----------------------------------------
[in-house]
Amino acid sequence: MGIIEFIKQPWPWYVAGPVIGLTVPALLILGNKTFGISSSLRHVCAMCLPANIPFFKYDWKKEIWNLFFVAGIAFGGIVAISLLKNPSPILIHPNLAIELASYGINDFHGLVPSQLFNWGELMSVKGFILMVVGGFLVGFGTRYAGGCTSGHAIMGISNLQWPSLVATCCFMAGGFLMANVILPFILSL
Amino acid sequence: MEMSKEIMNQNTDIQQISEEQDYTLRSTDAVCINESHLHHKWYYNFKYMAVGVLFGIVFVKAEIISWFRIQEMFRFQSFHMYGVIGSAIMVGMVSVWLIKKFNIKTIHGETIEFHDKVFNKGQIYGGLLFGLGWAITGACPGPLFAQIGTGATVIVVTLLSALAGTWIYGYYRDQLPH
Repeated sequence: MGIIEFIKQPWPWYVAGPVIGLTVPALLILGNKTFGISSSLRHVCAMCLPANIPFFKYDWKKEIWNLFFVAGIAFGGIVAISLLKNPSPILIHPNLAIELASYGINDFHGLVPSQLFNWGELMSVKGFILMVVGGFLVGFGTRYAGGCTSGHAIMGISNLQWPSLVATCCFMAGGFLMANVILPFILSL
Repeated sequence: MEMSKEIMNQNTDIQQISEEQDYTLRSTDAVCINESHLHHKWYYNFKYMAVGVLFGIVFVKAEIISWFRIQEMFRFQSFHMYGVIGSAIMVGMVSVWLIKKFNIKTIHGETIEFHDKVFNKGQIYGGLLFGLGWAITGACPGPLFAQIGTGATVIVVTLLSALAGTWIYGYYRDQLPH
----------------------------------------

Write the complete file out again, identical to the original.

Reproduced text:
[in-house]
Amino acid sequence: MGIIEFIKQPWPWYVAGPVIGLTVPALLILGNKTFGISSSLRHVCAMCLPANIPFFKYDWKKEIWNLFFVAGIAFGGIVAISLLKNPSPILIHPNLAIELASYGINDFHGLVPSQLFNWGELMSVKGFILMVVGGFLVGFGTRYAGGCTSGHAIMGISNLQWPSLVATCCFMAGGFLMANVILPFILSL
Amino acid sequence: MEMSKEIMNQNTDIQQISEEQDYTLRSTDAVCINESHLHHKWYYNFKYMAVGVLFGIVFVKAEIISWFRIQEMFRFQSFHMYGVIGSAIMVGMVSVWLIKKFNIKTIHGETIEFHDKVFNKGQIYGGLLFGLGWAITGACPGPLFAQIGTGATVIVVTLLSALAGTWIYGYYRDQLPH
Repeated sequence: MGIIEFIKQPWPWYVAGPVIGLTVPALLILGNKTFGISSSLRHVCAMCLPANIPFFKYDWKKEIWNLFFVAGIAFGGIVAISLLKNPSPILIHPNLAIELASYGINDFHGLVPSQLFNWGELMSVKGFILMVVGGFLVGFGTRYAGGCTSGHAIMGISNLQWPSLVATCCFMAGGFLMANVILPFILSL
Repeated sequence: MEMSKEIMNQNTDIQQISEEQDYTLRSTDAVCINESHLHHKWYYNFKYMAVGVLFGIVFVKAEIISWFRIQEMFRFQSFHMYGVIGSAIMVGMVSVWLIKKFNIKTIHGETIEFHDKVFNKGQIYGGLLFGLGWAITGACPGPLFAQIGTGATVIVVTLLSALAGTWIYGYYRDQLPH